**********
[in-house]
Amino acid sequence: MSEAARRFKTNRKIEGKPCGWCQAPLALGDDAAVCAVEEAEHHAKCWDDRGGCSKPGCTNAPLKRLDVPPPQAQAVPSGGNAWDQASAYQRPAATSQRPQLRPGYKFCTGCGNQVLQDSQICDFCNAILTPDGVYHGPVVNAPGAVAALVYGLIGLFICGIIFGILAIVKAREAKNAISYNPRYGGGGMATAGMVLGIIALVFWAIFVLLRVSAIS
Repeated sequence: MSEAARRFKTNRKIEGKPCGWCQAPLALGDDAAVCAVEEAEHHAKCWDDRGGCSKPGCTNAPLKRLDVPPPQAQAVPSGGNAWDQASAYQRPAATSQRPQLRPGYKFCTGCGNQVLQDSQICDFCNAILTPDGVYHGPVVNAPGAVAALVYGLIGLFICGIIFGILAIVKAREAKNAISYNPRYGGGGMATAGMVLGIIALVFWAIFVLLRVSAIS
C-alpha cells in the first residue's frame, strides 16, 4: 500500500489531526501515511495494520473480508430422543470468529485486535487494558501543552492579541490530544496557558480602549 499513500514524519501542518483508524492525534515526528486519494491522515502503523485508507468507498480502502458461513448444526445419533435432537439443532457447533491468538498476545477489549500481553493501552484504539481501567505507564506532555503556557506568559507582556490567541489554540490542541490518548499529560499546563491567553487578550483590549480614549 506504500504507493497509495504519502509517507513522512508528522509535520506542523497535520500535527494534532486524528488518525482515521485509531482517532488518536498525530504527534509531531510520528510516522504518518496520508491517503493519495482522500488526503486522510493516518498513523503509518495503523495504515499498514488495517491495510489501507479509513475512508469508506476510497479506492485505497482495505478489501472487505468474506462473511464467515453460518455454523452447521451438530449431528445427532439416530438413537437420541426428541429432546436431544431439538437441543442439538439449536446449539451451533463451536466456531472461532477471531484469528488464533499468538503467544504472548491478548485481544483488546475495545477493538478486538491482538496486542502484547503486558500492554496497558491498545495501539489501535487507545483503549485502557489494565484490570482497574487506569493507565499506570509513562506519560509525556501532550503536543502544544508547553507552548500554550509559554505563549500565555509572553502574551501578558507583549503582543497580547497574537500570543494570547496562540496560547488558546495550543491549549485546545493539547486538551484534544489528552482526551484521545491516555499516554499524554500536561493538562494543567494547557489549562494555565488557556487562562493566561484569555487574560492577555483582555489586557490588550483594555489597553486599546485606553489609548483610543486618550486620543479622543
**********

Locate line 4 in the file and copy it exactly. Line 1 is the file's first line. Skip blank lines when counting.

C-alpha cells in the first residue's frame, strides 16, 4: 500500500489531526501515511495494520473480508430422543470468529485486535487494558501543552492579541490530544496557558480602549 499513500514524519501542518483508524492525534515526528486519494491522515502503523485508507468507498480502502458461513448444526445419533435432537439443532457447533491468538498476545477489549500481553493501552484504539481501567505507564506532555503556557506568559507582556490567541489554540490542541490518548499529560499546563491567553487578550483590549480614549 506504500504507493497509495504519502509517507513522512508528522509535520506542523497535520500535527494534532486524528488518525482515521485509531482517532488518536498525530504527534509531531510520528510516522504518518496520508491517503493519495482522500488526503486522510493516518498513523503509518495503523495504515499498514488495517491495510489501507479509513475512508469508506476510497479506492485505497482495505478489501472487505468474506462473511464467515453460518455454523452447521451438530449431528445427532439416530438413537437420541426428541429432546436431544431439538437441543442439538439449536446449539451451533463451536466456531472461532477471531484469528488464533499468538503467544504472548491478548485481544483488546475495545477493538478486538491482538496486542502484547503486558500492554496497558491498545495501539489501535487507545483503549485502557489494565484490570482497574487506569493507565499506570509513562506519560509525556501532550503536543502544544508547553507552548500554550509559554505563549500565555509572553502574551501578558507583549503582543497580547497574537500570543494570547496562540496560547488558546495550543491549549485546545493539547486538551484534544489528552482526551484521545491516555499516554499524554500536561493538562494543567494547557489549562494555565488557556487562562493566561484569555487574560492577555483582555489586557490588550483594555489597553486599546485606553489609548483610543486618550486620543479622543